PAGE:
The “Taxpayer First Act” Becomes Law

President Trump signed the “Taxpayer First Act”, H.R. 3151, into law on July 1, 2019.  The Taxpayer First Act may be one of the most significant “taxpayer rights” laws since the adoption of the Internal Revenue Service Restructuring and Reform Act of 1998.  The key feature of the new law is its requirement that, within the next 12 months, the IRS submit to Congress a “written comprehensive customer service strategy”, and within 24 months “make available the updated guidance and training materials [under the strategy] … [which will be] easily understood … and provide clear instructions” to IRS staff, and so that the strategy may be successfully implemented.  The IRS is also required to submit a plan to Congress by September 20, 2020 in order to “modernize its organizational structure”, and which would “streamline the structure of the agency including minimizing the duplication of services and responsibilities within the agency”.

In addition to the new IRS “customer service” and “organizational modernization” plans to be submitted to Congress, the Taxpayer First Act is packed with a broad range of administrative and procedure changes to the Internal Revenue Code and applicable to how the agency administers our nation’s tax laws.  These include:

  • The present IRS Appeals Office will be changed to the “Internal Revenue Service Independent Office of Appeals”. The continued function of IRS Appeals will be to resolve Federal tax controversies without litigation on a fair and impartial basis to both the IRS and the taxpayer; promote consistent application and interpretation of Federal tax law, including voluntary compliance; and to enhance public confidence in the IRS.  A specific procedural change is now mandated by Congress for IRS Appeals, to take effect in 12 months, and where IRS Appeals must now provide certain taxpayers having a scheduled settlement conference before Appeals to provide taxpayers with access to the non-privileged portion of the case/audit file at least 10 days before the settlement conference.  This is a significant departure from present IRS Appeals practice, and where Appeals Officers were often reluctant to provide taxpayers with key information concerning the taxes at issue.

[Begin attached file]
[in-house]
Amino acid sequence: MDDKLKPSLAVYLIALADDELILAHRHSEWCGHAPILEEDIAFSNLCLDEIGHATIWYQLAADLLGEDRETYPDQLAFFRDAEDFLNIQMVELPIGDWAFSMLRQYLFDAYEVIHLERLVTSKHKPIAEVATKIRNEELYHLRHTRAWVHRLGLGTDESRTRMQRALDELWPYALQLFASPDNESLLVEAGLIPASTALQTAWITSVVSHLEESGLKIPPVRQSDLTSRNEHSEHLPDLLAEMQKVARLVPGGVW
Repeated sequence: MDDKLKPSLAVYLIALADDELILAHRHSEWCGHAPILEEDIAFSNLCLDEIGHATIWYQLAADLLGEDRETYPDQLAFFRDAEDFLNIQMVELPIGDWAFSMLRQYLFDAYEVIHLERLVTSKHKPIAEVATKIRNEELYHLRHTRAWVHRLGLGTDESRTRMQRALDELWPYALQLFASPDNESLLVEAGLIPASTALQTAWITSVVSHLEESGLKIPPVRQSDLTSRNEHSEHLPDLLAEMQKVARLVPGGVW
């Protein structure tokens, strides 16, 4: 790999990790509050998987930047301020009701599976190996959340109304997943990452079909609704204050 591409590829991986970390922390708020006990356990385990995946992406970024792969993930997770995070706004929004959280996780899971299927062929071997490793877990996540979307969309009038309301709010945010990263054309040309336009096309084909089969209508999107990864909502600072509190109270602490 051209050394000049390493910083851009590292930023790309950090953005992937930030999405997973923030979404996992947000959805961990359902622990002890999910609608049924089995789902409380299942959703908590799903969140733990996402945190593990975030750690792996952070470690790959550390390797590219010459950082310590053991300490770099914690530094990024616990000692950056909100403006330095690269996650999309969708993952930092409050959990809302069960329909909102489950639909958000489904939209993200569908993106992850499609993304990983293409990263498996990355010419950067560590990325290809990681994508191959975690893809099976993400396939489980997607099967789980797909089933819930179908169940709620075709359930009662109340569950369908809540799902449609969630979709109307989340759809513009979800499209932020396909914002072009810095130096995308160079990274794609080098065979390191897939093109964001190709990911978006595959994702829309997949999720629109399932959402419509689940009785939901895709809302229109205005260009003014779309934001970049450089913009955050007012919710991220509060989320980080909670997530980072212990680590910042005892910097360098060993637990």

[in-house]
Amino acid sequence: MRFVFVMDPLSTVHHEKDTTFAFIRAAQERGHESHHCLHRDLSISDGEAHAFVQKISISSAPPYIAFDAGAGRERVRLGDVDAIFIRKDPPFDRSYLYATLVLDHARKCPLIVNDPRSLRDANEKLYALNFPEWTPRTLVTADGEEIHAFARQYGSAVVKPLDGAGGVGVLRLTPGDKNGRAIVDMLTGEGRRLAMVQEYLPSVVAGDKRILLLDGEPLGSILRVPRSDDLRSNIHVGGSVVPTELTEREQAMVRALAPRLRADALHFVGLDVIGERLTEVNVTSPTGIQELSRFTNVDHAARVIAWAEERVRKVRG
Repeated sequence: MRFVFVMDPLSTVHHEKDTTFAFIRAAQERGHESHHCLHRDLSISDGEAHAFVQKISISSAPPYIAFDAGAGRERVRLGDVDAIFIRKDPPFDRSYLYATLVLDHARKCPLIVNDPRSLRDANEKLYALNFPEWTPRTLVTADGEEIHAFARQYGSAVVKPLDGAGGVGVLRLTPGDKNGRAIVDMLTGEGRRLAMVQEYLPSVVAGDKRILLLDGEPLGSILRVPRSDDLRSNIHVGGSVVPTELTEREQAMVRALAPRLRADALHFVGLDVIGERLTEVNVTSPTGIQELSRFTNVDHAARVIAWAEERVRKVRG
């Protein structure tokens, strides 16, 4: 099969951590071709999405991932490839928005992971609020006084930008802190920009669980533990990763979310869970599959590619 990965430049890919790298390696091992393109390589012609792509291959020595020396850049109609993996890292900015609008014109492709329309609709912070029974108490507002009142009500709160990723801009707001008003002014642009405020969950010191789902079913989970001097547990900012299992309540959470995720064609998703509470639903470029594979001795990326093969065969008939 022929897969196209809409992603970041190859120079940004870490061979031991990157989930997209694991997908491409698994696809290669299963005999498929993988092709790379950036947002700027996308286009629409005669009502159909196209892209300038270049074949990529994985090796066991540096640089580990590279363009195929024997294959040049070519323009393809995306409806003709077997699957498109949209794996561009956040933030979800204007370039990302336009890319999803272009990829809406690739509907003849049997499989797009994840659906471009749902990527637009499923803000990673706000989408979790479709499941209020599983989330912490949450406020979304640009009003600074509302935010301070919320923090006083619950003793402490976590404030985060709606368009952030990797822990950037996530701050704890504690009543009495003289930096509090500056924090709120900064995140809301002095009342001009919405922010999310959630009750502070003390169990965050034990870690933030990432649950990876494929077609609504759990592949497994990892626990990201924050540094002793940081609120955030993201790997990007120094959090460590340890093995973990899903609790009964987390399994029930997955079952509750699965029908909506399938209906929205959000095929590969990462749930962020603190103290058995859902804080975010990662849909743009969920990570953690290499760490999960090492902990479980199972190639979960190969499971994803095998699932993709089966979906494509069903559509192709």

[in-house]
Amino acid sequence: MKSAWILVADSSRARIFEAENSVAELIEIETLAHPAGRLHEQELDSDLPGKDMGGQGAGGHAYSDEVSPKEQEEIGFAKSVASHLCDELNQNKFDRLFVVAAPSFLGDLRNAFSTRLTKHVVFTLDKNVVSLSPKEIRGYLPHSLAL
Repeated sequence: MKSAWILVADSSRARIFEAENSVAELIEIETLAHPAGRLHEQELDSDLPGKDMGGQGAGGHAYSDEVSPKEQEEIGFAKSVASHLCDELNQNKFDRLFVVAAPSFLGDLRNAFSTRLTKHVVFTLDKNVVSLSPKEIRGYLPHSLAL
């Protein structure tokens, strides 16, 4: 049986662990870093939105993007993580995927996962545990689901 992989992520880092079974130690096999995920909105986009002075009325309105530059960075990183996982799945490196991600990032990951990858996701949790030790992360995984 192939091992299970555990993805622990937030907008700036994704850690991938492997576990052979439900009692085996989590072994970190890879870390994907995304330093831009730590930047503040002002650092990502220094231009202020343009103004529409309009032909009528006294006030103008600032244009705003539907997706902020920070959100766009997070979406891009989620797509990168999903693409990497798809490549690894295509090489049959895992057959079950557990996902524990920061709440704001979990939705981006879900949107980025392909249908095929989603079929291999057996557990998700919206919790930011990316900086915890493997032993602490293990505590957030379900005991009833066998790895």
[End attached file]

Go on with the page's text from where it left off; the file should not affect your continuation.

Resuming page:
• New IRS seizure requirements applicable to "structuring transactions".
  • Innocent Spouse Relief
  • "Narrowly tailoring" information requested by the IRS in “John Doe” summons.
  • Giving IRS Private Debt Collection agencies broader authority to accept longer tax payment plans from taxpayers.
  • Changes to IRS Taxpayer Advocate Directives.
  • Tax Whistleblower reform.
  • Cybersecurity and identity theft programs and protections.
  • Development of better information technology management by the IRS, including expanded use of electronic filing and other systems such as electronic signatures on documents, electronic Form 1099 filing (by January 1, 2023), and mandatory e-filing by exempt/non-profit organizations.
  • Increased failure to file penalties

The budgetary effects of the new Taxpayer First Act must still be evaluated by Congress, and including the restructuring and other modernization proposals expected to be submitted by the IRS to Congress.  However, many of the new provisions are to become effective now, or in the near future, without further action.  These important changes must be considered by taxpayers and their representatives now when dealing with the IRS.

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